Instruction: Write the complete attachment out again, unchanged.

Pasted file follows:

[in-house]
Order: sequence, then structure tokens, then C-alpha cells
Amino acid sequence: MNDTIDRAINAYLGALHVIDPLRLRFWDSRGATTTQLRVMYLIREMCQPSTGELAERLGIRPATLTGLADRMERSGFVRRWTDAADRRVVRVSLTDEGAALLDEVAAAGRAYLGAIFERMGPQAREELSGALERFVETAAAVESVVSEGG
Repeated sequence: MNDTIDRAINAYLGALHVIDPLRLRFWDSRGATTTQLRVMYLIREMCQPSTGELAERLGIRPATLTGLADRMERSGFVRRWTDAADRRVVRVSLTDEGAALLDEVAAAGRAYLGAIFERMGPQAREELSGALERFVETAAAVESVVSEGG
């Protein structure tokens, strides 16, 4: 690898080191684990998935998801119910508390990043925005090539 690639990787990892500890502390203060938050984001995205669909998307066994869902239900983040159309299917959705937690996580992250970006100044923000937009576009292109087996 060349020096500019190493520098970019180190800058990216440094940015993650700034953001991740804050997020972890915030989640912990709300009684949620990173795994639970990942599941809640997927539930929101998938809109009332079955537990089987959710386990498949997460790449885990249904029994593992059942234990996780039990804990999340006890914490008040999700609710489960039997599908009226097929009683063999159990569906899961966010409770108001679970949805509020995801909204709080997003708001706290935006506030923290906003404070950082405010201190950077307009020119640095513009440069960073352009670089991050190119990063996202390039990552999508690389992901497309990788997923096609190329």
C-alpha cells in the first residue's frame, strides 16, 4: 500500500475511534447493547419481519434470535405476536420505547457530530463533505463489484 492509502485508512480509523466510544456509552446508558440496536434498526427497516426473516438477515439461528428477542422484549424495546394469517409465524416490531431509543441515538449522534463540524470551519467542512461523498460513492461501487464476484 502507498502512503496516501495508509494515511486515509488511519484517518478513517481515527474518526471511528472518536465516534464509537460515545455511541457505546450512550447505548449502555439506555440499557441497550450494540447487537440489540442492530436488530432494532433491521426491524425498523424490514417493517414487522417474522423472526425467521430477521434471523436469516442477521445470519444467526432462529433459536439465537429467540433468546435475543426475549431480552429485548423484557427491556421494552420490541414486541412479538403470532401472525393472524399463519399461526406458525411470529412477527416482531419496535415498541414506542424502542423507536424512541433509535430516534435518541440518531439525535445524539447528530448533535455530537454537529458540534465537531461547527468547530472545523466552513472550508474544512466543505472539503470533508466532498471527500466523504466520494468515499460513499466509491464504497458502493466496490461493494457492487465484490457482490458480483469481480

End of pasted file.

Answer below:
[in-house]
Order: sequence, then structure tokens, then C-alpha cells
Amino acid sequence: MNDTIDRAINAYLGALHVIDPLRLRFWDSRGATTTQLRVMYLIREMCQPSTGELAERLGIRPATLTGLADRMERSGFVRRWTDAADRRVVRVSLTDEGAALLDEVAAAGRAYLGAIFERMGPQAREELSGALERFVETAAAVESVVSEGG
Repeated sequence: MNDTIDRAINAYLGALHVIDPLRLRFWDSRGATTTQLRVMYLIREMCQPSTGELAERLGIRPATLTGLADRMERSGFVRRWTDAADRRVVRVSLTDEGAALLDEVAAAGRAYLGAIFERMGPQAREELSGALERFVETAAAVESVVSEGG
């Protein structure tokens, strides 16, 4: 690898080191684990998935998801119910508390990043925005090539 690639990787990892500890502390203060938050984001995205669909998307066994869902239900983040159309299917959705937690996580992250970006100044923000937009576009292109087996 060349020096500019190493520098970019180190800058990216440094940015993650700034953001991740804050997020972890915030989640912990709300009684949620990173795994639970990942599941809640997927539930929101998938809109009332079955537990089987959710386990498949997460790449885990249904029994593992059942234990996780039990804990999340006890914490008040999700609710489960039997599908009226097929009683063999159990569906899961966010409770108001679970949805509020995801909204709080997003708001706290935006506030923290906003404070950082405010201190950077307009020119640095513009440069960073352009670089991050190119990063996202390039990552999508690389992901497309990788997923096609190329």
C-alpha cells in the first residue's frame, strides 16, 4: 500500500475511534447493547419481519434470535405476536420505547457530530463533505463489484 492509502485508512480509523466510544456509552446508558440496536434498526427497516426473516438477515439461528428477542422484549424495546394469517409465524416490531431509543441515538449522534463540524470551519467542512461523498460513492461501487464476484 502507498502512503496516501495508509494515511486515509488511519484517518478513517481515527474518526471511528472518536465516534464509537460515545455511541457505546450512550447505548449502555439506555440499557441497550450494540447487537440489540442492530436488530432494532433491521426491524425498523424490514417493517414487522417474522423472526425467521430477521434471523436469516442477521445470519444467526432462529433459536439465537429467540433468546435475543426475549431480552429485548423484557427491556421494552420490541414486541412479538403470532401472525393472524399463519399461526406458525411470529412477527416482531419496535415498541414506542424502542423507536424512541433509535430516534435518541440518531439525535445524539447528530448533535455530537454537529458540534465537531461547527468547530472545523466552513472550508474544512466543505472539503470533508466532498471527500466523504466520494468515499460513499466509491464504497458502493466496490461493494457492487465484490457482490458480483469481480